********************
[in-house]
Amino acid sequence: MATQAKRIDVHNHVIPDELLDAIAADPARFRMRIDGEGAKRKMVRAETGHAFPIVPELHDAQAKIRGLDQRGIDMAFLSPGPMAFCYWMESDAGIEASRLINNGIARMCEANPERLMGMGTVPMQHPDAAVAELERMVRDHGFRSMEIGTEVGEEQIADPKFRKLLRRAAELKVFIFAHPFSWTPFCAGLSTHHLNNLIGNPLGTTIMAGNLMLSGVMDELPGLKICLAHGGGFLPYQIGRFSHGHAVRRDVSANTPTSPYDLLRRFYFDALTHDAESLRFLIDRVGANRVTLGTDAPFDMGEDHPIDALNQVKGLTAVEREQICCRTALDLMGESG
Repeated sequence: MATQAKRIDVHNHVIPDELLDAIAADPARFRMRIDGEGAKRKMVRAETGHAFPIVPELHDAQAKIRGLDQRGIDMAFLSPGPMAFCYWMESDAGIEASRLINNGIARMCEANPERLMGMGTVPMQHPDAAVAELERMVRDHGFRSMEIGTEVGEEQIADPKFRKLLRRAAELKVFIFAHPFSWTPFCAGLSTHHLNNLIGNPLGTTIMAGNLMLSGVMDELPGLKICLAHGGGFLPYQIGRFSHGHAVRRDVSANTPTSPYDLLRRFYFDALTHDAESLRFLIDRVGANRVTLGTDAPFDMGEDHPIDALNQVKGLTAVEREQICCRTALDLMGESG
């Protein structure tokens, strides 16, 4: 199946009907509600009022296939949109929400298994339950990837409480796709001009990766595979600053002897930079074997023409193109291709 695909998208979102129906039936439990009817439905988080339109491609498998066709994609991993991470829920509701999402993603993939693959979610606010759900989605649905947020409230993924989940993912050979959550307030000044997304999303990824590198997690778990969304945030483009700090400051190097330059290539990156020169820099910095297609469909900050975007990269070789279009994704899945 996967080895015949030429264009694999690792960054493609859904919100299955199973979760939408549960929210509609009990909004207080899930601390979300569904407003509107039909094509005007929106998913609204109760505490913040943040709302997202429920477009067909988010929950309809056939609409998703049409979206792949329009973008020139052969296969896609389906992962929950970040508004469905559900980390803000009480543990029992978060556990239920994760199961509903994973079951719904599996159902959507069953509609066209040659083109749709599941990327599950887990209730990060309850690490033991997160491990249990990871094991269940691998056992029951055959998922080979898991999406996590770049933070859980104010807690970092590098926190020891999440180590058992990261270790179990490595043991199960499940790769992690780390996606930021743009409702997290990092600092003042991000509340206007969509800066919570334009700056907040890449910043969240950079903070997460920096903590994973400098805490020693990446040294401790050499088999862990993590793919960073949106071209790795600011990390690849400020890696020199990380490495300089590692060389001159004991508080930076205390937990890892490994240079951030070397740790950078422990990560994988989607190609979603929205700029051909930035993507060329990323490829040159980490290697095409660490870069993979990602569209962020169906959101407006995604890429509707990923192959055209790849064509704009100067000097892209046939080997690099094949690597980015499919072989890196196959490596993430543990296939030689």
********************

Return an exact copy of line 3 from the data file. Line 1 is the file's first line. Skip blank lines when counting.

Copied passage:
Repeated sequence: MATQAKRIDVHNHVIPDELLDAIAADPARFRMRIDGEGAKRKMVRAETGHAFPIVPELHDAQAKIRGLDQRGIDMAFLSPGPMAFCYWMESDAGIEASRLINNGIARMCEANPERLMGMGTVPMQHPDAAVAELERMVRDHGFRSMEIGTEVGEEQIADPKFRKLLRRAAELKVFIFAHPFSWTPFCAGLSTHHLNNLIGNPLGTTIMAGNLMLSGVMDELPGLKICLAHGGGFLPYQIGRFSHGHAVRRDVSANTPTSPYDLLRRFYFDALTHDAESLRFLIDRVGANRVTLGTDAPFDMGEDHPIDALNQVKGLTAVEREQICCRTALDLMGESG